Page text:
MSNBC.com Reporter Initially Omits Big Labor Connection to Minimum Wage Study
MSNBC is not limited to televised displays of liberal bias. On the economics page of MSNBC.com, reporter Ned Resnikoff published an article earlier today entitled “Gap between minimum wage and tipped wage hits record high.” The All In with Chris Hayes contributor cited a new report by the Economic Policy Institute (EPI) claiming that tipped workers make a “significantly lower than the overall median wage” and “experience poverty at much higher rates than the overall workforce.”
Of course, Resnikoff forgot to mention that the EPI “receives much of its funding from organized labor.” That fact was added later in a “clarification” note under the original article.
Resnikoff, whose MSNBC bio describes himself as a reporter “focusing on class, inequality, labor, and occasionally civil liberties” in his bio, clearly had to be admonished after-the-fact that writing an article that pits “restaurant industry groups like the National Restaurant Association (NRA)” who “argue that the average tipped worker makes a decent living” against the EPI, without identifying that it receives 26% of its funding from labor unions, was thoroughly dishonest.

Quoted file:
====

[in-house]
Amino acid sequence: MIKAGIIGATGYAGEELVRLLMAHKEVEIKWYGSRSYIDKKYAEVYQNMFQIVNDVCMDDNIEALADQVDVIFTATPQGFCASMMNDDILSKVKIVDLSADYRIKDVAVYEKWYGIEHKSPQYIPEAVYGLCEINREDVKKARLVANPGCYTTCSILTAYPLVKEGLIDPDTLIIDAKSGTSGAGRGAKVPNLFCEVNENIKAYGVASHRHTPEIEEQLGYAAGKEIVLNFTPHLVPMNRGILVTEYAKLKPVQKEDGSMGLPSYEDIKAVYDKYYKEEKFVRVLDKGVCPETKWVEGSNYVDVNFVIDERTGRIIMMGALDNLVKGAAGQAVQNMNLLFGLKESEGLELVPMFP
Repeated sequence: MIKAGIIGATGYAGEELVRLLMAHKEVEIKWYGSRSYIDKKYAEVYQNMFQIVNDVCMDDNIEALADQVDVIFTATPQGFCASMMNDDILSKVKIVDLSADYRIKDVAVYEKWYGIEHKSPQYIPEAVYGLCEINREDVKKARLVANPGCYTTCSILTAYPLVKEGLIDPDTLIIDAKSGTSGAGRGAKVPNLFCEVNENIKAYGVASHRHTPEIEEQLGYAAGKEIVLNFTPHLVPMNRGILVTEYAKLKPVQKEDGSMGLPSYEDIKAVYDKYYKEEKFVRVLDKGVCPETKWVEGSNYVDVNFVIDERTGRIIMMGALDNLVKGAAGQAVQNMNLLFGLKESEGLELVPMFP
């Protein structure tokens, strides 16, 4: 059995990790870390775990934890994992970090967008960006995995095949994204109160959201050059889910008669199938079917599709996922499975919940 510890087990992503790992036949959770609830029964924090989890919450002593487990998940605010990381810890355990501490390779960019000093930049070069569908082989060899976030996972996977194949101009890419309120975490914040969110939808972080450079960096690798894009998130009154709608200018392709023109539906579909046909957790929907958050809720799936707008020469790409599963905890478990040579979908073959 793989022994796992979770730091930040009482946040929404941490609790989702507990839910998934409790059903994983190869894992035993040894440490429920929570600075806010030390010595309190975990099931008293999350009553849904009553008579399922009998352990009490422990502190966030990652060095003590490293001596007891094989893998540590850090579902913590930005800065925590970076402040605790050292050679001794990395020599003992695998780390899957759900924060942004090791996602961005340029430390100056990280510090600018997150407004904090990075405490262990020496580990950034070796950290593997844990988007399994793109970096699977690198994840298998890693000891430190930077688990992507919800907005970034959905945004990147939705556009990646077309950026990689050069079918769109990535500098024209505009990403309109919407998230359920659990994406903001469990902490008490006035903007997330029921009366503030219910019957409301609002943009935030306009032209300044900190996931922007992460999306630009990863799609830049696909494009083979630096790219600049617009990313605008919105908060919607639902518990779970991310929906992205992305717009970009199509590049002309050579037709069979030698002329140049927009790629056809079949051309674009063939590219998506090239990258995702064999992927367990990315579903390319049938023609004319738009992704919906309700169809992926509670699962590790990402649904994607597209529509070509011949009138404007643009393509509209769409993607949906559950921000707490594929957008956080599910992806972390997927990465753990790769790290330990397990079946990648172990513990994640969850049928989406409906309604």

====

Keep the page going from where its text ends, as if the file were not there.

The MSNBC reporter did, however, go out of his way to point out that “the Employment Policies Institute” which “took out an ad in the Washington Post suggesting that a proposed hike in the tipped wage will dramatically reduce employment in the restaurant industry” is a “conservative lobbying group.”
Apparently for MSNBC reporters, research is nonpartisan until proven conservative.
Among other publications for which Resnikoff has written is Jacobin, a magazine which prides itself on being "a leading voice of the American left, offering socialist perspectives on politics, economics, and culture." On its "about us" page, Jacobin includes the ringing endorsement of Resnikoff's boss, Chris Hayes, who hails how the magazine is "very explicitly on the radical left, and sort of hostile to liberal accommodationism."